A malfunctioning automatic throttle may have caused the pilots of a Sriwijaya Air jet to lose control, leading to the Boeing plane’s plunge into the Java Sea last month, Indonesian investigators say.
- Pilots of previous flights reported problems with the automatic throttle system
- The Boeing jet was 26 years old and was out of service for almost nine months last year
- Divers are still searching for a missing memory unit from the plane
National Transportation Safety Committee investigators said they were still struggling to understand why the jet nosedived into the water minutes after taking off from Jakarta on January 9, killing all 62 people on board.
The investigators issued a preliminary report that provided new details of the pilots’ struggle to fly the plane from almost as soon as it became airborne.
Lead investigator Nurcahyo Utomo said the left engine’s throttle lever had moved backward on its own while autopilot was engaged, reducing the power output of that engine just before the jet plunged into the sea.
He said pilots of previous flights had reported problems with the automatic throttle system on the 26-year-old jet.
“What we know is the left autothrottle moved backward,” Mr Utomo told reporters.
“We don’t know if it’s broken or not, but it’s an anomaly because the left moved far back, the right did not, as though it was stuck.”
Memory unit of cockpit recorder still missing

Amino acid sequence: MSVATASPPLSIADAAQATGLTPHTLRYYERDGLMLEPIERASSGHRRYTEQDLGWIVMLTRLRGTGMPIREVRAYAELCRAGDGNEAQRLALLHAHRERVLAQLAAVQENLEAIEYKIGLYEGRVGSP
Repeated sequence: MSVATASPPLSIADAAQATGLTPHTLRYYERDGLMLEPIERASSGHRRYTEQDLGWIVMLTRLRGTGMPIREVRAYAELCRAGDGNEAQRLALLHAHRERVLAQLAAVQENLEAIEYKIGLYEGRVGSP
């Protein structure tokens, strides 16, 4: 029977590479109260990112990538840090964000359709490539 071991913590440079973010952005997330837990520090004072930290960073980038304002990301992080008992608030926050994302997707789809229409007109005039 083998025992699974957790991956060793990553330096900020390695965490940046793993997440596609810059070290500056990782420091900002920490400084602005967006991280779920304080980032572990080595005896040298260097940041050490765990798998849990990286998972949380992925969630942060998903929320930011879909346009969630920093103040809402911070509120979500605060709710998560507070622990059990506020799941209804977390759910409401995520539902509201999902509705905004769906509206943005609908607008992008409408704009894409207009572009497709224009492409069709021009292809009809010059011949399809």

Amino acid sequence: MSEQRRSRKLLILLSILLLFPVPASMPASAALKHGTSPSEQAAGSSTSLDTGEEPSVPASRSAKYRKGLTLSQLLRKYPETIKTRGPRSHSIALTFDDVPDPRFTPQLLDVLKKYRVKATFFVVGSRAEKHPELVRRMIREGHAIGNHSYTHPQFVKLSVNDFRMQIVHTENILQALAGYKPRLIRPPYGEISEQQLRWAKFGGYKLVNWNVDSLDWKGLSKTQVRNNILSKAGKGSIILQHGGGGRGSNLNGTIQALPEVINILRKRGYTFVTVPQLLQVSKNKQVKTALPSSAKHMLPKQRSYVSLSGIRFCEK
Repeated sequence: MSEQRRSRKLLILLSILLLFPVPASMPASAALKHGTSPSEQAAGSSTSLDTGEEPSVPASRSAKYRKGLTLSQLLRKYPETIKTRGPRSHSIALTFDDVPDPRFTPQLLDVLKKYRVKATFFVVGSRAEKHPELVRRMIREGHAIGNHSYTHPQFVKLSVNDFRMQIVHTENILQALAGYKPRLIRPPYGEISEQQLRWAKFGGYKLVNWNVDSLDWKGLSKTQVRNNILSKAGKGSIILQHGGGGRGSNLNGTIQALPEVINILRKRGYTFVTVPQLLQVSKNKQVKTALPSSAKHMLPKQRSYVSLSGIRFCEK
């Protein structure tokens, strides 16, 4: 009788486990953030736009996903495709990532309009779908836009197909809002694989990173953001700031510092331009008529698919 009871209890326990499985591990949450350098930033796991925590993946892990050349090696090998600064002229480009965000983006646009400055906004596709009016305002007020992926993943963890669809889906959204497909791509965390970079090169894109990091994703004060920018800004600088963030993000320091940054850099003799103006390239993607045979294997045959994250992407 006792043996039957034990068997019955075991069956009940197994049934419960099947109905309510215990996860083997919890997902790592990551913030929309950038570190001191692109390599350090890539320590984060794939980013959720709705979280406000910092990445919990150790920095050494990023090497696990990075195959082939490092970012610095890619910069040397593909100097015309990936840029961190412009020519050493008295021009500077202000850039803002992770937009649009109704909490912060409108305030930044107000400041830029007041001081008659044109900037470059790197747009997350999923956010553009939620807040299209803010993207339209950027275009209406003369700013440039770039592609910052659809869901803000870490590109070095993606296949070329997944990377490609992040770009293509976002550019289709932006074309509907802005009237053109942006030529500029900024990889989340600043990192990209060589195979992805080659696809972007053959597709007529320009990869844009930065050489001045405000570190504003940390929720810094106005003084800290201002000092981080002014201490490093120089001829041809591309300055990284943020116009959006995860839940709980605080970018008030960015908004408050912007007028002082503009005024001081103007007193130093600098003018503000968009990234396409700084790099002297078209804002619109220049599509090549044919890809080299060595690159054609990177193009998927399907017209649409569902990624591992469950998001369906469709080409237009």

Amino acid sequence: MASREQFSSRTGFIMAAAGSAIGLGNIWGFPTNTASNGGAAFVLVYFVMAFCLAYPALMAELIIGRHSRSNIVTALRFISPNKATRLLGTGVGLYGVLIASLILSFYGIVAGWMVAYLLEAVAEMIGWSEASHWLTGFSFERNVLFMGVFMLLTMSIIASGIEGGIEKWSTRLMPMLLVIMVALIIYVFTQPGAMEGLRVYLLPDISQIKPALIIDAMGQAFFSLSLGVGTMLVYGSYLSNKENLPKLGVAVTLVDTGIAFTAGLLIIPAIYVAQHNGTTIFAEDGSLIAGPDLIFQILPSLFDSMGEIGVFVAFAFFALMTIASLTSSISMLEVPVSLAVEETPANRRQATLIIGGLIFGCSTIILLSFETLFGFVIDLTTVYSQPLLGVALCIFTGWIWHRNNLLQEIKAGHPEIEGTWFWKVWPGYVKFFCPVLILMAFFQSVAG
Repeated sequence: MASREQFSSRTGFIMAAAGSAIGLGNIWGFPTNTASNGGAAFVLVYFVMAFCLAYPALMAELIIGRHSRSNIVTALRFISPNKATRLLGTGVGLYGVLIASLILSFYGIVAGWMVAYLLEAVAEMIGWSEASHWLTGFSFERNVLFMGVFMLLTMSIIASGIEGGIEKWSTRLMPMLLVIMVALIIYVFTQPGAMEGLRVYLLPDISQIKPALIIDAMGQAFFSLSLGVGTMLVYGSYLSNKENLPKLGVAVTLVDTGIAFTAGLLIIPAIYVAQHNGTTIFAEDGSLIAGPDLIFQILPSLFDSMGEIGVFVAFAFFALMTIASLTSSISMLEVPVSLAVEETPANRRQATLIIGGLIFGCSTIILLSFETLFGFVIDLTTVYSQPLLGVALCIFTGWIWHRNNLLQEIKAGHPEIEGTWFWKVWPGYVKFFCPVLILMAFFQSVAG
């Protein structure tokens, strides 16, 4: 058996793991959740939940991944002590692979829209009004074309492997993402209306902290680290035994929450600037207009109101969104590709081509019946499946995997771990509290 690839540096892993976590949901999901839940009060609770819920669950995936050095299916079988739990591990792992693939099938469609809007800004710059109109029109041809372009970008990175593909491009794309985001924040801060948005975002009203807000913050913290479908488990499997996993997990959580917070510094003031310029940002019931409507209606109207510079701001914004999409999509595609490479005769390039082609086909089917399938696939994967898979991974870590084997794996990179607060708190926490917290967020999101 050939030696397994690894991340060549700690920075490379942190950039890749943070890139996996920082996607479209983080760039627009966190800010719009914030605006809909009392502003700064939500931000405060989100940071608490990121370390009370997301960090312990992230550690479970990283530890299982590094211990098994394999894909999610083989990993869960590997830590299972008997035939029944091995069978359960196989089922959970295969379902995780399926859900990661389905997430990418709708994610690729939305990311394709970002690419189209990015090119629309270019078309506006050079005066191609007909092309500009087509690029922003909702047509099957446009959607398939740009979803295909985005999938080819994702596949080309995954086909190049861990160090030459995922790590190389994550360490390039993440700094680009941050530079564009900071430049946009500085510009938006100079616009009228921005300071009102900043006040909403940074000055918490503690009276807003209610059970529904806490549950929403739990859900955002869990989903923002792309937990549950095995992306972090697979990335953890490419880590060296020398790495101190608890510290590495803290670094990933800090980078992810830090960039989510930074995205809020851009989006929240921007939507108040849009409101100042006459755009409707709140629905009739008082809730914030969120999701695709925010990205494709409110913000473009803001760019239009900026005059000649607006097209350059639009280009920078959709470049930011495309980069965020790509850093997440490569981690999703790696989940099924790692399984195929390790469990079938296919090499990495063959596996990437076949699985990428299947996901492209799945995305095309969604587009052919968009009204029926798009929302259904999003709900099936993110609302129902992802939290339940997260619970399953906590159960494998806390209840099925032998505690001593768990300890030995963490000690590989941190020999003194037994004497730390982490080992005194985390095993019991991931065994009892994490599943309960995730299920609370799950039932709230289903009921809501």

Divers are still searching for the missing memory unit from the plane’s cockpit voice recorder.
Rafik Alaydrus, whose wife died in the crash, said investigators told family members that the cause had not been determined but that various factors, including the autothrottle system, were being investigated.
“This incident happened and the victims should get their right compensation.”
The Boeing 737-500 was out of service for almost nine months last year because of flight cutbacks caused by the coronavirus pandemic.
Regulators and the airline said it underwent inspections before resuming commercial flights in December.
Indonesia’s aviation industry grew quickly after the nation’s economy was opened up following the fall of dictator Suharto in the late 1990s.
Safety concerns led the United States and the European Union to ban Indonesian carriers for years, but the bans have since been lifted due to better compliance with international aviation standards.